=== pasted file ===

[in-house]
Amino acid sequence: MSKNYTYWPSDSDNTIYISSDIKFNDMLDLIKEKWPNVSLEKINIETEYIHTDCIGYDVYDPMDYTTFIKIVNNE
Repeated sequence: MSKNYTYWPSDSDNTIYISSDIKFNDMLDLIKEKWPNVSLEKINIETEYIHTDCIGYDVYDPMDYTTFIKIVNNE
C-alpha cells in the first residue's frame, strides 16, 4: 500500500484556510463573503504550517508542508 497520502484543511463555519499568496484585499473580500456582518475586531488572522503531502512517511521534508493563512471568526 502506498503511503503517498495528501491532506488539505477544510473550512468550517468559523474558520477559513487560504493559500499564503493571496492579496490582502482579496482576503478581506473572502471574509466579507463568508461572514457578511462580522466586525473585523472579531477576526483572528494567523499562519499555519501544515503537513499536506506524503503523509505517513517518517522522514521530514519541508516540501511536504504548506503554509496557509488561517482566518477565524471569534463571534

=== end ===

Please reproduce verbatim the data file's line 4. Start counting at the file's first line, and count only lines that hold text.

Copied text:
C-alpha cells in the first residue's frame, strides 16, 4: 500500500484556510463573503504550517508542508 497520502484543511463555519499568496484585499473580500456582518475586531488572522503531502512517511521534508493563512471568526 502506498503511503503517498495528501491532506488539505477544510473550512468550517468559523474558520477559513487560504493559500499564503493571496492579496490582502482579496482576503478581506473572502471574509466579507463568508461572514457578511462580522466586525473585523472579531477576526483572528494567523499562519499555519501544515503537513499536506506524503503523509505517513517518517522522514521530514519541508516540501511536504504548506503554509496557509488561517482566518477565524471569534463571534